Your wine communication sucks when you are making consumers rationally think about prices, discounts, payments, and about how they need to be experts to enjoy wine. Your communications will probably be OK when you are customer obsessed, and that means having the answers to the following questions:
- How are you making your brand memorable to your club members/customers?
- What problem are you solving for them?
- What are their ‘why-s’?
- Are you curious enough to know?
- Are you asking enough questions – digging three layers under?
- Who is the hero in your communication?
- After all, have you written a proper and effective creative brief?
Your wine communications will definitely not suck if you can move people emotionally. As brain and neurology expert, Jill Bolte Taylor, says: “Although many of us may think of ourselves as thinking creatures that feel, biologically we are feeling creatures that think.”
No matter if your customer is the final wine drinker or the purchasing manager of a prospect client.
- Reka Haros is global marketing communications director at closure producers and distributors, Vinventions, and co-owns the Sfriso winery in Italy.
Brilliant and so right on the money ?- Merci Merci ?????❤️
Good points, though I do find a fair number of ads trying to appeal to the emotion. The often show a vivacious, young, laughing group of people doing something inane like picnicking or dancing in ball gowns. That doesn’t speak to me either! Maybe it’s just a fact of life…wine advertising sucks!
I think that what you’re describing is more like how perfume brands advertise (using an experience that you sort of want, but don’t necessarily relate to e.g. dancing in ball gowns). That’s also a pretty light attempt at tapping into emotion. I think this article is referring to advertising more along the lines of coca-cola, which has pretty much stopped marketing anything about the flavor and started marketing the experience (“share a coke”). While you might think just think of the weird bottle with names of them after reading it, coke actuall has some of the most beatiful advertisements that try and associate coke with happiness (e.g. these ads: https://www.youtube.com/watch?v=1AeG8tCzTGw and https://www.youtube.com/watch?v=5-ahnFYzMp8 ). Pretty neat!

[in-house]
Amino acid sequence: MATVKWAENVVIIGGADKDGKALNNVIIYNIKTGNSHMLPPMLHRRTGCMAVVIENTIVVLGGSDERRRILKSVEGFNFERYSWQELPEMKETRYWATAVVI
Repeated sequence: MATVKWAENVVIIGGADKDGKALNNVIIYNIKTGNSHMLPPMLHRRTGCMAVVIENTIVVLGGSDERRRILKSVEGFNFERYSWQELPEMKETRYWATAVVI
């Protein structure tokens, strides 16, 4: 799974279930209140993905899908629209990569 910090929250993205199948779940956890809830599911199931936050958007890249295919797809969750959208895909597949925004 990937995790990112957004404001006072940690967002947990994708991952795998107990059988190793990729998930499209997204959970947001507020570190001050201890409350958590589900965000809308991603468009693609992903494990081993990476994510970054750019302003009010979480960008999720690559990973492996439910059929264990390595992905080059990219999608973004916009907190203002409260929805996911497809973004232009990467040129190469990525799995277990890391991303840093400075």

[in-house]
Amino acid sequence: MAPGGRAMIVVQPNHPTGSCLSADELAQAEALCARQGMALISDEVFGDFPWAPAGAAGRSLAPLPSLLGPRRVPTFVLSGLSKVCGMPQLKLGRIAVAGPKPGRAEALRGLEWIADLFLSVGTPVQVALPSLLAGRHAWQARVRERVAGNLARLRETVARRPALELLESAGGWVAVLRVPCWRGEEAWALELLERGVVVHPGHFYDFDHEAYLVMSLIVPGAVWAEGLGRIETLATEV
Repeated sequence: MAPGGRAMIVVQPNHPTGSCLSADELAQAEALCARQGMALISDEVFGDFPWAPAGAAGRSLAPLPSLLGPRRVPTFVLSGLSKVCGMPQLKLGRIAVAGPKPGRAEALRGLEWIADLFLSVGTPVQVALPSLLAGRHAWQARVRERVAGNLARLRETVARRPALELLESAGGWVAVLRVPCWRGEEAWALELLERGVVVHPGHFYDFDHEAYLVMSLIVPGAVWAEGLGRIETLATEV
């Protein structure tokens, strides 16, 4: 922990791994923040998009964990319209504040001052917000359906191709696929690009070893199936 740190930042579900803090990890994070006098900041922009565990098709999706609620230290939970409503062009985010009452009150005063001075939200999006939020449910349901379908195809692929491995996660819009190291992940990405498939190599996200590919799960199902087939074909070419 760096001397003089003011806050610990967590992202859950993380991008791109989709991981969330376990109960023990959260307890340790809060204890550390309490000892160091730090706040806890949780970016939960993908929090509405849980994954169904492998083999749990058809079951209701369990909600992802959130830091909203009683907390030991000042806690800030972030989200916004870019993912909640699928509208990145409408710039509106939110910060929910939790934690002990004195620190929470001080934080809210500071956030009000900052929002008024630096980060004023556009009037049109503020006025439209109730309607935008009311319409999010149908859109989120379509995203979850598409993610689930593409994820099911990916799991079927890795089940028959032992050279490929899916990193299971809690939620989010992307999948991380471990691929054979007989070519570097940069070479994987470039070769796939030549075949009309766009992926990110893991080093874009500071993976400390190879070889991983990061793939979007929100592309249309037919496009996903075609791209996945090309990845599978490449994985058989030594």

You seem to assume the person who pays over £6 for a bottle of wine is an average consumer, swayed by generic advertising techniques. They aren’t. The more people are prepared to pay for a bottle the more they understand the product, and the move you need to explain in detail why your product is the one they want.
I’m going to suggest that wine advertising oriented directly to consumers has a minor enough impact, to the point of being mainly irrelevant. Yes, consumers are faced with choice, but the reality seems to be, given the tens of thousands of wines available, is that significant winnowing has already taken place before the consumer even gets to choose. That is, what is on a retail shelf or on a wine list is a small, focused selection made by the merchant or restaurateur. These are the people who drive the bulk of the wine trade. Because wine comes in large bottles that are shared in a group, the kind of brand-identity pitches commonly seen with beer advertising don’t apply. My main reaction to this article, which seems to be kicking against a perceived commercial stagnation, is that things are the way they are for myriad reasons that have settled them as they are. And yes, wine publications are filled with advertisements, and I suspect that these publications negotiate support from wineries for reasons other than just attempting to gain a competitive edge to move product.
Summary: wine advertising at the direct-to-consumer level makes little or no difference.